Monday, October 6, 2014

sports day

Everyone stands at attention looking west. As the sun begins its descent from zenith, the flags flying at our school grounds follow suit and make their way down the poles. Japan's national anthem plays solemnly over the PA system. When the last note finishes, it echoes off the mountains and reverberates through town, hanging in the air for one last moment. Our 体育大会 has come to a close.

Sports Day is an annual mainstay of Japanese school life, held at every elementary, middle, and high school in Japan. Some of the details vary from school to school, such as the time of year the ceremony takes place (some areas observe it in the midst of spring, while the majority celebrate at the dawn of autumn). But others are rather common, such as group presentations or the obstacle course relay. Finally are the events nearly universal in their practice across Japan: there will be marching, there will be foot races, and there will be ラジオ体操.

The Opening March

At the sound of a starting gun, the ceremony kicks off with a massive student parade across the school grounds. The march playing in the background is the NHK Sports Theme which, judging by its name, sounds like it was written for the title cards of an NHK news segment (as it turns out, it was written by Yuji Koseki, the same composer that wrote the march for the 1964 Tokyo Olympics Parade of Nations and, amusingly, the fight song for Hyogo's professional baseball team, the Hanshin Tigers). Parents and folks from the community clap along, cheering on their high-stepping, sharply-synced young counterparts. After making their rounds, the students march back into block form. With military-like precision, they turn 90 degrees on two counts and await the National Anthem. The flags slowly raise; on the left, the Prefectural flag; on the right, our high school's flag; in the center on the highest pole, the flag of Japan, reaching their pinnacle as the anthem reaches its climax. Remarks are given by the school administration, then the opening ceremony comes to a close and it's time to start the festivities.

Radio Calisthenics

ラジオ体操 is performed first to warm up the students before the races begin. This exercise routine has deep roots in Japan, though it was apparently inspired by the American insurance company MetLife, which sponsored similar radio calisthenics programs back in the 1920s in major U.S. cities. The sequence as it is known today was created in 1951; you can read a rough translation of all the exercises on the JP Insurance website. It is still broadcast early every morning in Japan, and there are many groups of people that get together to perform it.

The Track Events

At our school, most of the events are of the running variety. The boys and girls both have their 100m and 200m races, while only the girls run a 4x100m relay and the boys likewise only run a 4x200m relay. The last foot race is the boys' 1500m, just a bit short of the standard 1600m "mile" race. It is awe-inspiring to watch as participants leave everything on the track, running full bore all the way to the bitter end. Thinking back to field days in my early years, I don't recall ever seeing such a show of effort.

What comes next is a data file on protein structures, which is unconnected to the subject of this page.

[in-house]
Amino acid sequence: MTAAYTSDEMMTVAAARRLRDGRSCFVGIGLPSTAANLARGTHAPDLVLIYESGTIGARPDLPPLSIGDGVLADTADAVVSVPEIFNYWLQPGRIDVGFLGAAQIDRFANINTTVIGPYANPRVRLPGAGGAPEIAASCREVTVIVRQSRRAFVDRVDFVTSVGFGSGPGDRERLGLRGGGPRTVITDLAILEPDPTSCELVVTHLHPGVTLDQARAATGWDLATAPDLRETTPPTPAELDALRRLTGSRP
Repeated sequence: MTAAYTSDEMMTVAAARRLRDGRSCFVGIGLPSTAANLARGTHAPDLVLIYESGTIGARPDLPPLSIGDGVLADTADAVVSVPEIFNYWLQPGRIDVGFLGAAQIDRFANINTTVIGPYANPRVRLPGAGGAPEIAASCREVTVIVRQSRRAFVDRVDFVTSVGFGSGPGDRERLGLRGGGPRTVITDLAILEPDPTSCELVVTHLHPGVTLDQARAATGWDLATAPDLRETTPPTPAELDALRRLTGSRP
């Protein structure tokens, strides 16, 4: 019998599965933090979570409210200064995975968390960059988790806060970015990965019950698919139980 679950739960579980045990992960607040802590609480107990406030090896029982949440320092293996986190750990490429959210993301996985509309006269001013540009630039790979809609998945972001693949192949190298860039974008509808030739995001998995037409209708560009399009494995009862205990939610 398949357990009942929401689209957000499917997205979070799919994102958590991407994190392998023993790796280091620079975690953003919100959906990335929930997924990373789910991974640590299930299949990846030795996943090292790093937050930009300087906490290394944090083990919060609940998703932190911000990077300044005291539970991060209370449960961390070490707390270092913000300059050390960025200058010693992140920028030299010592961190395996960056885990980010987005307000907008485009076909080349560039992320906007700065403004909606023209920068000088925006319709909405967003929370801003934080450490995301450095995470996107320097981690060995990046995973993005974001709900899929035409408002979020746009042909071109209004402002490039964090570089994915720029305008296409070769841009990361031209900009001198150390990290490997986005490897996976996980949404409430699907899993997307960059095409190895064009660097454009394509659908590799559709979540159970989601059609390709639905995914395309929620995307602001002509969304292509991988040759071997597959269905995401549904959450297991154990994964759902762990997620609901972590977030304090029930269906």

The Class Contests

In addition to the foot races, there are a few contests that pit each class of students (1st, 2nd, and 3rd years) against each other, including the 100人百足競争, tug of war, group jump rope, and something called 障害物競走. The 100人百足競争 is so named because it consists of groups of nine students tied together at the ankle running around the track together—closely resembling a centipede—with a tenth student calling out the march like a drill sergeant. If you thought 3-legged races were difficult, just imagine trying to do it with 8 other people. Of all the class contests, the tug of war and the group jump rope are the most familiar events to an American. The tug of war is decided by a flag tied to the middle of the rope, which falls in the direction of the winning team when the match is over. The winner of group jump rope is the class that completes the most successful revolutions of the rope. This contest is actually split between two teams for each class. At the end, the totals of each class' teams are added together to get the class total. The last class contest, 障害物競走, is best translated as an obstacle course relay. Each leg of the relay is paired with a parent or member of the community with which to run around the track. In order to advance, they must complete both physical challenges and mental challenges (trivia questions). Physical challenges include the classic dizzy derby bat spin, in which the runner holds their forehead to a baseball bat and spins a number of times to induce dizziness; bouncing a ball into a basket worn on the runner's back; trying to pop a balloon back-to-back with your partner; and my personal favorite, the flour pan, where the runner must stick his/her face into a huge container of white baking flour.